From “Tech Talk,” by Phillip Lan
Over the past few decades, technology has disrupted many industries including manufacturing, media, banking and retail shopping. We also now understand that it is no longer a matter of if but when technology-based solutions, such as self-driving vehicles, will transform transportation and logistics.
Agriculture, on the other hand, has experienced a relatively slow adoption of technology. Sure, some crops require less manpower then they did years ago. Talk to the old farmers here in the Central Valley and they will tell you about climbing up in almond trees to knock down nuts when they first began working out in the orchards.
It took dozens and dozens of laborers working long hours during harvest, and even longer hours when orchards needed to be replanted. Today, two almond workers can manage hundreds of acres with specialized machinery.
Many delicate crops like cherries, however, are still harvested the same way they were 1,000 years ago because advances in agricultural automation have primarily been mechanical, not software-based like many other industries.
This will increasingly become a problem for California’s $47 billion ag industry as a couple of long-term macro trends continue developing.
First, countries such as Mexico, China, Chile and parts of the Middle East have rapidly progressing agricultural industries and lower labor costs. To remain competitive, California farmers need to continually increase per-acre yields.
Second, local agriculture continues to experience a severe and growing shortage of farm laborers. Mexico’s improved economy, current immigration policies and lack of interest in farm jobs by American youth are all contributing to the dire situation, despite a 50 percent pay increase for farm workers since 1996, according to the Bureau of Labor Statistics.
Fortunately, recent developments in artificial intelligence (AI) and machine learning (ML) software are about to give Central Valley farmers a fighting chance to win in the competitive global food production marketplace.
The applications for AI are endless, improving disease diagnosis, new drug development, investing decisions and even enabling the sci-fi dream of self-flying cars (many working prototypes are already being produced). In agriculture, this advanced software is powering a new generation of machines capable of distinguishing between tomato plants and similar weeds, trees that are healthy and trees that are thirsty or lack nutrients, an important first step in increasing yields and reducing labor requirements.
Upcoming developments will soon combine agricultural software, computer hardware and durable farm equipment to build comprehensive solutions that significantly improve farming materials conservation, foliage strength, yield mapping to address yield variation and autonomous self-driving tractor capabilities.
Accurate analysis will one day help farmers increase yields through plant-by-plant optimization instead of field or orchard optimization. Current aerial and satellite photography methods, which only show what is going on in the top layer of fields and orchards, are unable to provide the necessary data.
Several companies are now emerging as leaders in ag tech. Blue River Technologies is leveraging AI software to create innovative solutions for farmers across the nation. Their “see and spray” robotics platform uses computer vision to distinguish between good crops and bad weeds and then sprays herbicide on the weeds with inkjet printer-like precision. Most of our nation’s 911 million acres of farmland is sprayed with fertilizer to control weed growth. Blue River’s solution reduces chemical usage by more than 90 percent, and is beginning to have a tremendous impact on important crops such as lettuce. Their robots can even determine how to allocate resources optimally to grow lettuce, and then autonomously thins the plants to improve yields.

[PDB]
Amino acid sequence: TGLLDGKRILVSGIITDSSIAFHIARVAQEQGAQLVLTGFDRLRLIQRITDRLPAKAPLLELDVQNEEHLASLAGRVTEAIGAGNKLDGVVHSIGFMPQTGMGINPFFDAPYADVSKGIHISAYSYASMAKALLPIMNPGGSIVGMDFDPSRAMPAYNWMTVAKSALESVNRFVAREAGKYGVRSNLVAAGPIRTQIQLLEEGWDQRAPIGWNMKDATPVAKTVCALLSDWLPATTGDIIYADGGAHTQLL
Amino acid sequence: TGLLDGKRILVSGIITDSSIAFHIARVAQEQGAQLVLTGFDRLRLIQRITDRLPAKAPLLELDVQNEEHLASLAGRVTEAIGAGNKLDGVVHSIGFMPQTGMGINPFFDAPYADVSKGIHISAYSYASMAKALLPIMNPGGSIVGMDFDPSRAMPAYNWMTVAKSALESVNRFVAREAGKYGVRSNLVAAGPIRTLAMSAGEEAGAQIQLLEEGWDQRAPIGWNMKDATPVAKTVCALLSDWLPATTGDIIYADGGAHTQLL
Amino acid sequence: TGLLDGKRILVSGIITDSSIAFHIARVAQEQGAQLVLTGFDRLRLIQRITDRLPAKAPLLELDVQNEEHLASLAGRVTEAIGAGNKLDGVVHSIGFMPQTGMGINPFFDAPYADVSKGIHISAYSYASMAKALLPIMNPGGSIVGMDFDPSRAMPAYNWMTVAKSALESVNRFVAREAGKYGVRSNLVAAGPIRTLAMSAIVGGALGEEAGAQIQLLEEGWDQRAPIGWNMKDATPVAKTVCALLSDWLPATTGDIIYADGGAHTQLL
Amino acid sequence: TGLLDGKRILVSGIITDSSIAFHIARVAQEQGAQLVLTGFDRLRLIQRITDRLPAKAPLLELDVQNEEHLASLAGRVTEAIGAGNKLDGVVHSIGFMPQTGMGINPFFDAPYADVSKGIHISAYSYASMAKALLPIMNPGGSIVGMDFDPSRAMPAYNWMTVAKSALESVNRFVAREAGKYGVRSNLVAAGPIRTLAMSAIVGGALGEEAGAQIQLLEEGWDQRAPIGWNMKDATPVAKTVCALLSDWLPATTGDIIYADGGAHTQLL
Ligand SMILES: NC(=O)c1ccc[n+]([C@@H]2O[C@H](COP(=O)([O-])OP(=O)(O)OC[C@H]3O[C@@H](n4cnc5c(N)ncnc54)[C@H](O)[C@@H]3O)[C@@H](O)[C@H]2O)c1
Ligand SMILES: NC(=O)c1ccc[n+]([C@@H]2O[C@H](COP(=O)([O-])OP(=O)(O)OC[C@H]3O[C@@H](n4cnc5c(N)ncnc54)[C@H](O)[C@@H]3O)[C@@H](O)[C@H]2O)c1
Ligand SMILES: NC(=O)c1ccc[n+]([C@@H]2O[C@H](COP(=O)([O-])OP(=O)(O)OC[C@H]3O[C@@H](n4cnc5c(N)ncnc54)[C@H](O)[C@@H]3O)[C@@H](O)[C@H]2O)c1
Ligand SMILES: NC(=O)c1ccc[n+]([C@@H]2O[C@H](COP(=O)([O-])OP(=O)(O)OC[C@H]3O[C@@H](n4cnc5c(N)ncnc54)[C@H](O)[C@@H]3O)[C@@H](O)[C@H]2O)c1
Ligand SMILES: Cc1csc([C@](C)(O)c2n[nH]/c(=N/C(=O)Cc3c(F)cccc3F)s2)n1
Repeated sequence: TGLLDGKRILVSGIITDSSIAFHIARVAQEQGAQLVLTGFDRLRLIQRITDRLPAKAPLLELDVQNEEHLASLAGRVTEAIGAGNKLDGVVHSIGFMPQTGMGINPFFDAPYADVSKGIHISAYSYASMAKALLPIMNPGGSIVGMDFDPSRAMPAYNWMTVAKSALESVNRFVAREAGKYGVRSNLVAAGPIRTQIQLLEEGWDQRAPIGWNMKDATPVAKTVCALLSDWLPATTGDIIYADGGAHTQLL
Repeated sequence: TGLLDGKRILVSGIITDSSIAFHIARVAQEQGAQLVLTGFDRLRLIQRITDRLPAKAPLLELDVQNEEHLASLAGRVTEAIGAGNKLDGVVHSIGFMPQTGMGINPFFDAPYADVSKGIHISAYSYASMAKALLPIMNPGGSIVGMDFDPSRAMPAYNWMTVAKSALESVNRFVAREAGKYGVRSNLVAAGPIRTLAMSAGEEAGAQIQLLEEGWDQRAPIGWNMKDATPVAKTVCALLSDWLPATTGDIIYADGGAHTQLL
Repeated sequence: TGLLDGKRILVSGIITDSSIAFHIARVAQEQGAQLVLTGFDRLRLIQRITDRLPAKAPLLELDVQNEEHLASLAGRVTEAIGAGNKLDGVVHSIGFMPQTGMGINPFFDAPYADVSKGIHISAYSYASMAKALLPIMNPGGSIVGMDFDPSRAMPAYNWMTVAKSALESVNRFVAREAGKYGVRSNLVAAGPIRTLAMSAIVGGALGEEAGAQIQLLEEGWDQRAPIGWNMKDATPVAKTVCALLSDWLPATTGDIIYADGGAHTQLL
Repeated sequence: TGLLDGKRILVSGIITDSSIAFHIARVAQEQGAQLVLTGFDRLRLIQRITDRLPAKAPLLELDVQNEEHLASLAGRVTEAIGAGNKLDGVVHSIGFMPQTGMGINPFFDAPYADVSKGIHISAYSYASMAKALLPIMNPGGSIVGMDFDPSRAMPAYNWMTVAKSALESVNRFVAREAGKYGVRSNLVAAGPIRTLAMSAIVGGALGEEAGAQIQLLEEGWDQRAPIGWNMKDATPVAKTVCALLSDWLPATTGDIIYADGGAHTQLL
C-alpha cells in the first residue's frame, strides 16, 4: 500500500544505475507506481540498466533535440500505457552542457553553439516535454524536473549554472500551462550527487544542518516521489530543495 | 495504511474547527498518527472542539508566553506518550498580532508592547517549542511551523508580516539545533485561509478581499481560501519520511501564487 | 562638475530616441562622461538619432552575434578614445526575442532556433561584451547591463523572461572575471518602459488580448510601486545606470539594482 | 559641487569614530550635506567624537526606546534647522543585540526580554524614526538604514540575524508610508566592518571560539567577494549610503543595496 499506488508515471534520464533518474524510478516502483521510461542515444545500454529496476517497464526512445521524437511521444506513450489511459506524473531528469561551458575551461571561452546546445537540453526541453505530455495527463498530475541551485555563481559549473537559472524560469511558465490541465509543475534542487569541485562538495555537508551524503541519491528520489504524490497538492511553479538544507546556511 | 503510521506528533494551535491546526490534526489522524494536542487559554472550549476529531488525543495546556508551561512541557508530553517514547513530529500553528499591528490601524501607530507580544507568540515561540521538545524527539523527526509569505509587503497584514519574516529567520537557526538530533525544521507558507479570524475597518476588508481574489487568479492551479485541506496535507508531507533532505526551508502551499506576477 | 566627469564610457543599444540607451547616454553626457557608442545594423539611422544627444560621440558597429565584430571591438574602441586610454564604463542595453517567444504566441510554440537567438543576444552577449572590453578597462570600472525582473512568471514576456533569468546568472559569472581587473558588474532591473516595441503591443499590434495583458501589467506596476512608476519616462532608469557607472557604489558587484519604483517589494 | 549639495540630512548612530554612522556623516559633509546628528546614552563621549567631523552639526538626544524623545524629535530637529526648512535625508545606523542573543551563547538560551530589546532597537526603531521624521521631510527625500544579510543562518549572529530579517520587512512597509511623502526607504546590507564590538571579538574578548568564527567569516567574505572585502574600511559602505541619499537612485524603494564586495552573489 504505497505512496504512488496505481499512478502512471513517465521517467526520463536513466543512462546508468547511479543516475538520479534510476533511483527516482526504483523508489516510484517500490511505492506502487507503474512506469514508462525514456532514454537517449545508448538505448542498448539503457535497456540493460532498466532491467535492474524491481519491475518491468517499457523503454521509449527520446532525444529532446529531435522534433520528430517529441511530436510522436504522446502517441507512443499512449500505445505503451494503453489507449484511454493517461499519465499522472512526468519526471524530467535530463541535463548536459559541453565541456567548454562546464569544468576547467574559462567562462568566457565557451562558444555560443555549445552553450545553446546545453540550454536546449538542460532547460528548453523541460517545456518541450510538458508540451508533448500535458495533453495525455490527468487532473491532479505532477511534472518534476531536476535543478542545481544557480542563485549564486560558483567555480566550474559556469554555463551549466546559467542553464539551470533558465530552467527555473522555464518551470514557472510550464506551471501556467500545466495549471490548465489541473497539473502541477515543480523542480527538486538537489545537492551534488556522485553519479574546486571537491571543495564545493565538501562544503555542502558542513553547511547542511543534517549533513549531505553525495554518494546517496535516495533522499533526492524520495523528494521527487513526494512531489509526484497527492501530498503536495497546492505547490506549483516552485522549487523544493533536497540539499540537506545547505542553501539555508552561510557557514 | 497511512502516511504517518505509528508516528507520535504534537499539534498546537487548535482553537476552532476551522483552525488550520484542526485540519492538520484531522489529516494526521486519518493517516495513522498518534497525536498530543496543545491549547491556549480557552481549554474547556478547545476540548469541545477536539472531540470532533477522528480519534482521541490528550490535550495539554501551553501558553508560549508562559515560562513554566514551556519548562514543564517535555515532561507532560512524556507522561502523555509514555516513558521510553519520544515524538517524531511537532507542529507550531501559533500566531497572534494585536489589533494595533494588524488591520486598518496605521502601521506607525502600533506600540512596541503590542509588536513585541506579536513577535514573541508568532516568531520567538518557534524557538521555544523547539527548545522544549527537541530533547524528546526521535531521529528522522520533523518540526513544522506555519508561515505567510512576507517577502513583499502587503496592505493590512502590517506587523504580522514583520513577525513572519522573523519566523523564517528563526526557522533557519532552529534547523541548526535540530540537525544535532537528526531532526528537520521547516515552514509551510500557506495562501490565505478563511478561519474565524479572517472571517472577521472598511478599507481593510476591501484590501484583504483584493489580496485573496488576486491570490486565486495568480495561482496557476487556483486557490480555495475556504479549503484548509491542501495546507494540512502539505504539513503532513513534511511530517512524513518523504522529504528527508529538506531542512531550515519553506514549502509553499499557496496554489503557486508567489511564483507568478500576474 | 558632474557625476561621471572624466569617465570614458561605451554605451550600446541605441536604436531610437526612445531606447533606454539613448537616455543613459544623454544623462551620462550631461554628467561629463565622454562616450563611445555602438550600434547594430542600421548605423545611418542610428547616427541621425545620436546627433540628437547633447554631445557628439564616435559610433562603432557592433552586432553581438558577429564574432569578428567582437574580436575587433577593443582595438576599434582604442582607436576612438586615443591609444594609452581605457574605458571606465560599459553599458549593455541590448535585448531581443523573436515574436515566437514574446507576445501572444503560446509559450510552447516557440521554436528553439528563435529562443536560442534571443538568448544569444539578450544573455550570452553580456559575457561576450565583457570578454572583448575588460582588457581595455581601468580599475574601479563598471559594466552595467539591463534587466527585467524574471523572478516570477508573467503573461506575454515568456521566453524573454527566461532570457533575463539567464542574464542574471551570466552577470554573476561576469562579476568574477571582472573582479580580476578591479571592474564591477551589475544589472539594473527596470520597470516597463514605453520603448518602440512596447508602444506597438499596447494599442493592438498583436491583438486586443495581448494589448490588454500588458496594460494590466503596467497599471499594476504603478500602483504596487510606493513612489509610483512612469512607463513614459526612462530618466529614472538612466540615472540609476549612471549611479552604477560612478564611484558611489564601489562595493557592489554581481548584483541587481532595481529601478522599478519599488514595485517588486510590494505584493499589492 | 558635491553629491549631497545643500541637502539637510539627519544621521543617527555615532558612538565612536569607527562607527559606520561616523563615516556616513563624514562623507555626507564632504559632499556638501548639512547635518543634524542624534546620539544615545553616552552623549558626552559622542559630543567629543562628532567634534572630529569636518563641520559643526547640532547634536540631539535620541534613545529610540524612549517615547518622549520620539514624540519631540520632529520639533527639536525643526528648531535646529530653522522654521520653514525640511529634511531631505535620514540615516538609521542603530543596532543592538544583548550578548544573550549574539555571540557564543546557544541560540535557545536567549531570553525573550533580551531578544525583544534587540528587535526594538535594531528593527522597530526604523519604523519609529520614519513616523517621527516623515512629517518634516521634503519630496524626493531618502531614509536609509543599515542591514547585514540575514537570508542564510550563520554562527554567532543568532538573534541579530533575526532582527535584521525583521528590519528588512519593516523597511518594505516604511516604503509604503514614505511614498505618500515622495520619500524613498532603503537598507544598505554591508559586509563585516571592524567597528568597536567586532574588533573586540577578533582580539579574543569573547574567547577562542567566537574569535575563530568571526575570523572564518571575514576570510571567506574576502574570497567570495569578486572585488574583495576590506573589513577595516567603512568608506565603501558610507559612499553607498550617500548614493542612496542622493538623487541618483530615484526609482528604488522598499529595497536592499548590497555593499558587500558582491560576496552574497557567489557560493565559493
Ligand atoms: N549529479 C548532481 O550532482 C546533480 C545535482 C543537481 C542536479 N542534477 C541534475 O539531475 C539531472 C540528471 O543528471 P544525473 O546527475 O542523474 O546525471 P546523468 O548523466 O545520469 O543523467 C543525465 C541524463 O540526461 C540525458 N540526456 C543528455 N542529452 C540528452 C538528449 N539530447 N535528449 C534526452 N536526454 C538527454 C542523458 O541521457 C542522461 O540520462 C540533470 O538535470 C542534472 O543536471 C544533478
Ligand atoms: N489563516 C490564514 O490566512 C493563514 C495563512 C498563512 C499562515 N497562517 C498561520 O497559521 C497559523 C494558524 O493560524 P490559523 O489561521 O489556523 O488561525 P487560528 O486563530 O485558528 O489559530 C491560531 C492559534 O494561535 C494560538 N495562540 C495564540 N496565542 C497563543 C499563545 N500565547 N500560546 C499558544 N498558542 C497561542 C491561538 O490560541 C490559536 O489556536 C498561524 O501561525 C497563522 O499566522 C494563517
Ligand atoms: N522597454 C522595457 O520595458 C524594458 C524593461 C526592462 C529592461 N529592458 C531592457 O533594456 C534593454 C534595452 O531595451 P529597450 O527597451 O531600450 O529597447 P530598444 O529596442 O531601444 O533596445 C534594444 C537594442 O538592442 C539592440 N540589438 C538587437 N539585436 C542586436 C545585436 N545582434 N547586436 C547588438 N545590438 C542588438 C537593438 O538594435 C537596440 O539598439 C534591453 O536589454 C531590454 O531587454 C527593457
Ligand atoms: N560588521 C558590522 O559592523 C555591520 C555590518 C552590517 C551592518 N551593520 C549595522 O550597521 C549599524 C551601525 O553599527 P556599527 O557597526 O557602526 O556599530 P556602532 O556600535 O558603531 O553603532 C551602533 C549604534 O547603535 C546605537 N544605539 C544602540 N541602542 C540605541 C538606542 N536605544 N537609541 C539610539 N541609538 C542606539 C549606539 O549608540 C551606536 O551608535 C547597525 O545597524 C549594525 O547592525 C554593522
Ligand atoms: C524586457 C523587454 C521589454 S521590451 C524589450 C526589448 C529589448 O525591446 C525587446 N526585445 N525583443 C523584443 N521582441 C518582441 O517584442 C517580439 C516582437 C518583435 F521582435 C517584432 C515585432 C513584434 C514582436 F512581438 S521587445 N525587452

Another innovative company is Central Valley-based Milano Technical Group, started by UC Merced graduate Dominic Milano. The company is a manufacturer of automation modules that are fitted to row crop harvesters, significantly improving their performance. The company’s solution leverages LIDAR (Light Detection and Ranging is a detection system that works on the principle of radar, but uses light from a laser), infrared and computer vision to address high variable data collection and yield monitoring challenges in fields and orchards.
Autonomous Solutions, Inc., is one of the fastest growing robotics companies in the United States. ASI’s broad product line includes market-leading autonomous tractors for a variety of field, vineyard and orchard work. They were recently selected as one of the top companies in the global robotics industry by Robotic Business Review alongside robotic giants Google Alphabet, Boston Dynamics, Bosch Group, IBM, Intel and Uber.
These new software-based technologies will give California farmers another tool to improve quality and reduce costs, positioning them to win in the global marketplace.
Ag tech is starting to gain traction, but one of the key factors holding back investment thus far has been the lack of exits in the industry. Venture capital firms are hesitant to invest in ag tech companies because they haven’t traditionally seen a path to cash out.
Things are changing though. John Deere’s recent $305 million acquisition of Blue River Technologies will definitely accelerate investment and growth in this space.